Her shoes would light-up with each step. They would sparkle, in pinkish stars.
But her eyes were different. Nondescript. And she had already put up a wall – the kind of wall where no matter how nicely you ask her, with your very best smile, it would bounce right back, back to whence it came. And fall flat.
“Do you know where your mommy is?” the kind security guard would ask, in her nicest, sing-songy voice. Little Girl would simply stare back, her eyes blanker than before. Bouncing back. Flat. Her shoes, all the while, would go on coughing up sparkling pink stars.
When she saw us approaching, the security guard’s eyes lit up, asking us, “do you speak Chinese?” It was a reasonable question. We looked like we might speak Chinese. But we didn’t.
“Sorry, we don’t.”
“Ah.. ok. I just don’t think she understands me,” she shrugged with a smile. She followed Little Girl as she wandered on. There must be someone here who speaks Chinese.
At that point the museum doors opened. Mom and Older Sister walked in, locked eyes with Little Girl, and each said something to her, softly. Little Girl nodded and walked down the stairs towards them, joining them. Apparently, everything was normal. Family was here for a dose of culture. Family would now begin exploring the museum in earnest.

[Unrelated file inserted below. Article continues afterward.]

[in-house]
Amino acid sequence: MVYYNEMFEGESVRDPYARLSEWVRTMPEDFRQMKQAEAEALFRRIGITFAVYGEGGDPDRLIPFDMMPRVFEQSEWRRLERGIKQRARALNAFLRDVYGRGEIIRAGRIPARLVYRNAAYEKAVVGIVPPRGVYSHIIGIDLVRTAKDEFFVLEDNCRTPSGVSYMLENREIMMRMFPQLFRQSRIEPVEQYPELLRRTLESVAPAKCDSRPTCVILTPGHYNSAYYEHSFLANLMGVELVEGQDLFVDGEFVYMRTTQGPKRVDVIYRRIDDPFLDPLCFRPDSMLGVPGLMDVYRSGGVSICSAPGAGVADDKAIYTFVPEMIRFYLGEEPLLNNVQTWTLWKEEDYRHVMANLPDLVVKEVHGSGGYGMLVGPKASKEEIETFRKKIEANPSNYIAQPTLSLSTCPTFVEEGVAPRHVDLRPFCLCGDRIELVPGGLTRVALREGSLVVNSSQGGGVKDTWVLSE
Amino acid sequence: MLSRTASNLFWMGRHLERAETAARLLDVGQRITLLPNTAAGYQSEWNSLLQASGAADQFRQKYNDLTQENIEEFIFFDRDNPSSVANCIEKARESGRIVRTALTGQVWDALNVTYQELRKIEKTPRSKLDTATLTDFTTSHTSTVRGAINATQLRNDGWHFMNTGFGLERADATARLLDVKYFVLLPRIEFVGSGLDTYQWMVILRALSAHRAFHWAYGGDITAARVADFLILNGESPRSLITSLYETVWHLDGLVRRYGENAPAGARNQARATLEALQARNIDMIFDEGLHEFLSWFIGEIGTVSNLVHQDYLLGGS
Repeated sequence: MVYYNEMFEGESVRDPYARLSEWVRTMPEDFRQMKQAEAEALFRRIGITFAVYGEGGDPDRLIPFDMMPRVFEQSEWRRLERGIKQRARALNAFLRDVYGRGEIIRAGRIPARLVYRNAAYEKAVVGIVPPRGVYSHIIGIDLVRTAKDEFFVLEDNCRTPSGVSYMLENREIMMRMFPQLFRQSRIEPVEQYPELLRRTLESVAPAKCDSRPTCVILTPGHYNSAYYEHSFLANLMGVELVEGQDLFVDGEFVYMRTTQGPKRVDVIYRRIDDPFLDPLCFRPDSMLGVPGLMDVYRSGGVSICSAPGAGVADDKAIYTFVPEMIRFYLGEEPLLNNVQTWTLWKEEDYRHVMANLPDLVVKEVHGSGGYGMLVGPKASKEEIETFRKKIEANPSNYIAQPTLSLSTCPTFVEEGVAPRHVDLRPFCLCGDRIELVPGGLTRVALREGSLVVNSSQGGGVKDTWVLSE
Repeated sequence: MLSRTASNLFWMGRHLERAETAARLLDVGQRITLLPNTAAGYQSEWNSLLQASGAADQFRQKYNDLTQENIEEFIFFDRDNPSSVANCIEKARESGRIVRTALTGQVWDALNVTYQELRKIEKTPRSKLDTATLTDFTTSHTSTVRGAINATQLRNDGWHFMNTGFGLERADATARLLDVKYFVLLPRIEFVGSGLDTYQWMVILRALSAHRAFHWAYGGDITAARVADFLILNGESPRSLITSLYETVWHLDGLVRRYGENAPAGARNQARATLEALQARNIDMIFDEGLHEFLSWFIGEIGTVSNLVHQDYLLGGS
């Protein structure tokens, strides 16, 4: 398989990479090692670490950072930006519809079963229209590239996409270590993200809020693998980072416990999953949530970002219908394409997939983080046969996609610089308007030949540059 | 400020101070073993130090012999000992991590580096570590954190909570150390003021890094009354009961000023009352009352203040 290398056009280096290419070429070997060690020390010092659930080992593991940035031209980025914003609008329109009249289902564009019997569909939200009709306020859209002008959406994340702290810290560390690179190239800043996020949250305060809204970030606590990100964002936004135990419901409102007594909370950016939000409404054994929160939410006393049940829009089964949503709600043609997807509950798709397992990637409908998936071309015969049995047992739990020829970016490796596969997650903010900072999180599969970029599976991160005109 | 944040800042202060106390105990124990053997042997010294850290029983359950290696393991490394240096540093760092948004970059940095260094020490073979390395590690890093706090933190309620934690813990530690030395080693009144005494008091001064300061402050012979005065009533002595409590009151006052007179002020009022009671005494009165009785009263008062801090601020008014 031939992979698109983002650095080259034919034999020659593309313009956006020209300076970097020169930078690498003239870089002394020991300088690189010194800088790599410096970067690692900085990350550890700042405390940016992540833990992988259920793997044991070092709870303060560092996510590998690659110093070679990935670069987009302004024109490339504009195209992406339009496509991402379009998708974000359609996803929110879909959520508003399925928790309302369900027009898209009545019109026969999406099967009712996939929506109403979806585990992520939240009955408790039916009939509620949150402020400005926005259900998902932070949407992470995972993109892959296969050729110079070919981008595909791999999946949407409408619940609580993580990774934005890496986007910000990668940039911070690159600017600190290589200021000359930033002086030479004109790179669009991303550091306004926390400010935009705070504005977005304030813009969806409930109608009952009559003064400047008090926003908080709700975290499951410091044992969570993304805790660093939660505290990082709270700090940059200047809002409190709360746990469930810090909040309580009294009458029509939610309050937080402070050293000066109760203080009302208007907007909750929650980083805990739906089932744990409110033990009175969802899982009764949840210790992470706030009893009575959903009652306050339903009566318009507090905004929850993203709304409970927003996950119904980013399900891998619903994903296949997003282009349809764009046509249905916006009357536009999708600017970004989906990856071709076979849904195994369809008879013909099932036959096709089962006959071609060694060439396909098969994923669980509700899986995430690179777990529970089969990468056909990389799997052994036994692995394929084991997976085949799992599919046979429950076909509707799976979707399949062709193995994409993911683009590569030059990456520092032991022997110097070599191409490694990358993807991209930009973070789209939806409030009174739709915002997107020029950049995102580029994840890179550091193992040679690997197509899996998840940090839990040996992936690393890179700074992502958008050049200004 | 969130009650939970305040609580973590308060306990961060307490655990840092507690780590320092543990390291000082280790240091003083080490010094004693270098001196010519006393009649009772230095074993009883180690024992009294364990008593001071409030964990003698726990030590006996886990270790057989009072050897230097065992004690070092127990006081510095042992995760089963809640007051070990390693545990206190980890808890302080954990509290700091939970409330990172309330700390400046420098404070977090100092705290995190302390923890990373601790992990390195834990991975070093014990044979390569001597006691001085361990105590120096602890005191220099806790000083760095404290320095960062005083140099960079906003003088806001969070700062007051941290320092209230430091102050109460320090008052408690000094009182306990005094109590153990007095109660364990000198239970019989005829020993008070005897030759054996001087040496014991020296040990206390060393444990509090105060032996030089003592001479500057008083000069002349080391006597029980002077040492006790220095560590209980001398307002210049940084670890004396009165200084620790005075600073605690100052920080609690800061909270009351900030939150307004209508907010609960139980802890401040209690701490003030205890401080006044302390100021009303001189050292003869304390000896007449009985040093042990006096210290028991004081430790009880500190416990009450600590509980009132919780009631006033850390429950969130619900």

We continued our meandering, quietly wondering what else we were misreading that day.
After a few more iterations around the upstairs gallery, I ran into Family again. I was curious. Maybe they spoke Korean. Maybe I could’ve helped her earlier. The problem was already solved, but I was wondering if I could solve it again.
So I stepped closer towards Family, with my ears stretched out, listening. An opportunity soon presented itself. Older Sister paused in front of a Native American canoe and wondered out loud: “what is this thing?”
That’s when Little Girl responded, in perfect English:
“It’s a canoe!”
And after a pause:
“Ooh mommy can we get inside it?”
My ears started laughing before my lips could.